In David Griggs’ graffiti-trash canvases, tattooed skeletons and religious rituals collide with gun-toting cartoon characters and the Ku Klux Klan. Griggs’ journey into this street carnival of politics and spirituality began at the age of eighteen, while photographing scenes of Indian and Nepalese poverty for an underground newspaper. Later, he spent time with refugees on the Thai-Burmese border. But it was the cacophonous confluence of cultures experienced during a 2005 residency in Manila that really revolutionised his practice. Griggs’ recent paintings are a personal response to what he saw in the Philippines: death, violence, poverty, religion and sex, all writ on the huge scale of Manila’s candy-coloured advertising banners. In a ‘reverse collage’ process riffing on the city’s visual complexity, Griggs commissioned banner painters to translate selected travel photographs into paintings, which Griggs then tagged with tattoo imagery, skulls, text and other symbolic elements.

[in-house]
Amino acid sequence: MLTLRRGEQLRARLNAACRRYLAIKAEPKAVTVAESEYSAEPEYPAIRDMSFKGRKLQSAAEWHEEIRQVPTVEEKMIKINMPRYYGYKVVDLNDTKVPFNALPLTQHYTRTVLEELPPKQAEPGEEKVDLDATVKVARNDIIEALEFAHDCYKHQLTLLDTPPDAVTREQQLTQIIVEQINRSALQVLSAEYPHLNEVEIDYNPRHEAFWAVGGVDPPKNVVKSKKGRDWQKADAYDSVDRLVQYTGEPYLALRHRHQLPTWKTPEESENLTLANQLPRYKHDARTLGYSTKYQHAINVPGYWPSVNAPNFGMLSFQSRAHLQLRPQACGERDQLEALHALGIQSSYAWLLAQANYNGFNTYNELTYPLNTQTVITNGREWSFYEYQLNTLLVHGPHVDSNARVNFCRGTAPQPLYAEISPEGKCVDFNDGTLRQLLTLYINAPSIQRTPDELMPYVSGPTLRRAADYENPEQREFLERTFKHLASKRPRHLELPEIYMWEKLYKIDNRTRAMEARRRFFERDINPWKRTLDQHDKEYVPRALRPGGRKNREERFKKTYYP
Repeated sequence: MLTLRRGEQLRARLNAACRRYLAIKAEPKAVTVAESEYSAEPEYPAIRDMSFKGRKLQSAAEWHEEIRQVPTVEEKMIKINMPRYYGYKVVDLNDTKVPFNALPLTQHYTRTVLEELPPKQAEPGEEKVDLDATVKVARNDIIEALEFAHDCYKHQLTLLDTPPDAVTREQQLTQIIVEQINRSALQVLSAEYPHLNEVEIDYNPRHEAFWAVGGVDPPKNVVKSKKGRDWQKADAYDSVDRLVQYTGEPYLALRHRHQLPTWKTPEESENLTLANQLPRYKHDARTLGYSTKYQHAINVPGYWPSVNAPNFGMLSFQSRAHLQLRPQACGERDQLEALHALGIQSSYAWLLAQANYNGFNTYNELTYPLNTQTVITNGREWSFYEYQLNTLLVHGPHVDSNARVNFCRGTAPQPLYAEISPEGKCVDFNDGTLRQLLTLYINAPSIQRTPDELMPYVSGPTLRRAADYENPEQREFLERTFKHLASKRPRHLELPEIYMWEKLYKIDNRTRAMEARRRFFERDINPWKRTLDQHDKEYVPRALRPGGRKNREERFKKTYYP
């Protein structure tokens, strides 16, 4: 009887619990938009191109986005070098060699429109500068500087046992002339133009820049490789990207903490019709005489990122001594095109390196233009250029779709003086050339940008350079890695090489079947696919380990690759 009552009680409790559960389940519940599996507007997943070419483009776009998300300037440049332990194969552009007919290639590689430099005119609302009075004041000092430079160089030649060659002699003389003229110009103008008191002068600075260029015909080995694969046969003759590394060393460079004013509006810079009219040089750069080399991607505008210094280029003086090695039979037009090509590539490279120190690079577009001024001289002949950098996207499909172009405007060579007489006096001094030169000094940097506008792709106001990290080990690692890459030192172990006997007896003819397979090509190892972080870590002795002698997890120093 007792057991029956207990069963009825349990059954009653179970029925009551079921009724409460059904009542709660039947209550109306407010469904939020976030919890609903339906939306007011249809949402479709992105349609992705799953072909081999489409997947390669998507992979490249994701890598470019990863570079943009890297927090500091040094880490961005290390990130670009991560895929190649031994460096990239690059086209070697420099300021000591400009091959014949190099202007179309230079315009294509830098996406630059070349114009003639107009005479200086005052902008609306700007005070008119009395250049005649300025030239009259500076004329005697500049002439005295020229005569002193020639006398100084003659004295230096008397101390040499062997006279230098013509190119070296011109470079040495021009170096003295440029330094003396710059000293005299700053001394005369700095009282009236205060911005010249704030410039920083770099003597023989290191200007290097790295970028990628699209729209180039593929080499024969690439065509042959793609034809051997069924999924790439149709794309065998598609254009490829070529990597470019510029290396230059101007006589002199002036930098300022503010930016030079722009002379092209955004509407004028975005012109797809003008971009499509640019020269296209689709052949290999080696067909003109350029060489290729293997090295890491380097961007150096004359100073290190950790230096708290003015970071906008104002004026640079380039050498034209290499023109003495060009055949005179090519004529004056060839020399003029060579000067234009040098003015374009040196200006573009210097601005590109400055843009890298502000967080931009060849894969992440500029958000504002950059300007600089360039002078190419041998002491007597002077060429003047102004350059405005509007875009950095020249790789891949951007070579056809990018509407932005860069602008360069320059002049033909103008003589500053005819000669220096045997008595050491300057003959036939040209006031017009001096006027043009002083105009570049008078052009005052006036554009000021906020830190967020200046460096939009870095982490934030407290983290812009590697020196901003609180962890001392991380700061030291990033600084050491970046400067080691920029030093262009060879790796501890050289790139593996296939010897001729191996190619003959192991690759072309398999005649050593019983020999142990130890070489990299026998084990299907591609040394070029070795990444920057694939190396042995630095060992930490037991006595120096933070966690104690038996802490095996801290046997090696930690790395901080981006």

David Griggs lives and works in Manila, where he continues to gain inspiration for his practice, and is rapidly gaining attention for his energetic and seductive canvases. In 2007, he won the Primavera Artist Prize having been selected for the Museum of Contemporary Art, Sydney’s: Primavera exhibition showcasing the best of Australia’s artists under 35 years of age. In 2008 Griggs was included in Art and Australia’s major publication, Current: Contemporary Art from Australia and New Zealand. Griggs’ work is held in major public collections throughout Australia, including Queensland Art Gallery / Gallery of Modern Art Brisbane, Museum of Contemporary Art, Sydney, and the University of Queensland.